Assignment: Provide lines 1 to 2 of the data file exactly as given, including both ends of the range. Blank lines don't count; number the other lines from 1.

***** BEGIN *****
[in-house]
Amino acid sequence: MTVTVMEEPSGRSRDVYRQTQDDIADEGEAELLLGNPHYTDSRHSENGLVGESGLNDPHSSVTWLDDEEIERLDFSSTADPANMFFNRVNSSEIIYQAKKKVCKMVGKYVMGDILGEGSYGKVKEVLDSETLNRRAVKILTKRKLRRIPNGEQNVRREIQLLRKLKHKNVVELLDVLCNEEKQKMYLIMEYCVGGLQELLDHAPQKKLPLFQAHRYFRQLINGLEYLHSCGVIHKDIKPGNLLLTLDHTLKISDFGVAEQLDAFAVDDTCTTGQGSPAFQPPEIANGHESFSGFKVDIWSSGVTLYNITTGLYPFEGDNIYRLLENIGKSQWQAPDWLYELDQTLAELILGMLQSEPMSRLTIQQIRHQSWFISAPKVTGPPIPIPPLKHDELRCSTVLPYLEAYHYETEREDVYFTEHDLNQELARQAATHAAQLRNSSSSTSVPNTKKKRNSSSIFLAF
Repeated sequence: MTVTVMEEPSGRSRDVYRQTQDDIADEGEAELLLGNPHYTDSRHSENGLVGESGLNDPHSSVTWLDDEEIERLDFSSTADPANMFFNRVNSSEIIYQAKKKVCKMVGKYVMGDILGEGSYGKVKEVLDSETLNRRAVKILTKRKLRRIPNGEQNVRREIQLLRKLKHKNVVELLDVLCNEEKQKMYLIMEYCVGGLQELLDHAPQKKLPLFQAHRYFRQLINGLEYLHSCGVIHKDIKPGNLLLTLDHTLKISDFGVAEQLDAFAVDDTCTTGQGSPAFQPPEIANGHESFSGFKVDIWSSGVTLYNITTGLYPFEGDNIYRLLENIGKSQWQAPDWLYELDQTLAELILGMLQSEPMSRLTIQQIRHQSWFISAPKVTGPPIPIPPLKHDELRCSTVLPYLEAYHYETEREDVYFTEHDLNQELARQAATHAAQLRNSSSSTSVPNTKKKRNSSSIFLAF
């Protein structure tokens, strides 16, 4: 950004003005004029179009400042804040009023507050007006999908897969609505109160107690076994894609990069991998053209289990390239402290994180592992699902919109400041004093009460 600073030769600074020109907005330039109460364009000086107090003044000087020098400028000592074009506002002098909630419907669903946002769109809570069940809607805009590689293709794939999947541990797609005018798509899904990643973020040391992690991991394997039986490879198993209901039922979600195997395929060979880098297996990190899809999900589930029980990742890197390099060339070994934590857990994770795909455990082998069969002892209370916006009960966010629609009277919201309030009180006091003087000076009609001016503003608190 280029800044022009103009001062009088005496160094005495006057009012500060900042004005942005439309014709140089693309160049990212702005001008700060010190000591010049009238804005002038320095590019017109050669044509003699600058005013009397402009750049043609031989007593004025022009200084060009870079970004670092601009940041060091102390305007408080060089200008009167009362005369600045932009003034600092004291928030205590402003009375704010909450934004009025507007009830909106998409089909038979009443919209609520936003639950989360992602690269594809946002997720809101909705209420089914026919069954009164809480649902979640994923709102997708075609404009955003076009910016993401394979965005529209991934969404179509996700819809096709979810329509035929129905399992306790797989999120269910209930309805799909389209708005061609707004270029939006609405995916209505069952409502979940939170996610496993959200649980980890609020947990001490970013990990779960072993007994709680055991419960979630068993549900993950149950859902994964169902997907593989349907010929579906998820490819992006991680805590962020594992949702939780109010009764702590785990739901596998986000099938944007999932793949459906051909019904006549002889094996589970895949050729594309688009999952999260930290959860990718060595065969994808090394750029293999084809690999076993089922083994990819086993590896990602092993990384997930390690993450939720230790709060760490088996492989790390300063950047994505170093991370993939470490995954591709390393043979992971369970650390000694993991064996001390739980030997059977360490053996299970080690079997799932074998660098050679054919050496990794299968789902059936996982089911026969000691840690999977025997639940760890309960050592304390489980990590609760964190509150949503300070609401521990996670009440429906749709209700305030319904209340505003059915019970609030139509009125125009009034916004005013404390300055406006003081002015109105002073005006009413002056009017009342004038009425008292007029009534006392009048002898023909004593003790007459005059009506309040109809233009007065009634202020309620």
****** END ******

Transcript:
[in-house]
Amino acid sequence: MTVTVMEEPSGRSRDVYRQTQDDIADEGEAELLLGNPHYTDSRHSENGLVGESGLNDPHSSVTWLDDEEIERLDFSSTADPANMFFNRVNSSEIIYQAKKKVCKMVGKYVMGDILGEGSYGKVKEVLDSETLNRRAVKILTKRKLRRIPNGEQNVRREIQLLRKLKHKNVVELLDVLCNEEKQKMYLIMEYCVGGLQELLDHAPQKKLPLFQAHRYFRQLINGLEYLHSCGVIHKDIKPGNLLLTLDHTLKISDFGVAEQLDAFAVDDTCTTGQGSPAFQPPEIANGHESFSGFKVDIWSSGVTLYNITTGLYPFEGDNIYRLLENIGKSQWQAPDWLYELDQTLAELILGMLQSEPMSRLTIQQIRHQSWFISAPKVTGPPIPIPPLKHDELRCSTVLPYLEAYHYETEREDVYFTEHDLNQELARQAATHAAQLRNSSSSTSVPNTKKKRNSSSIFLAF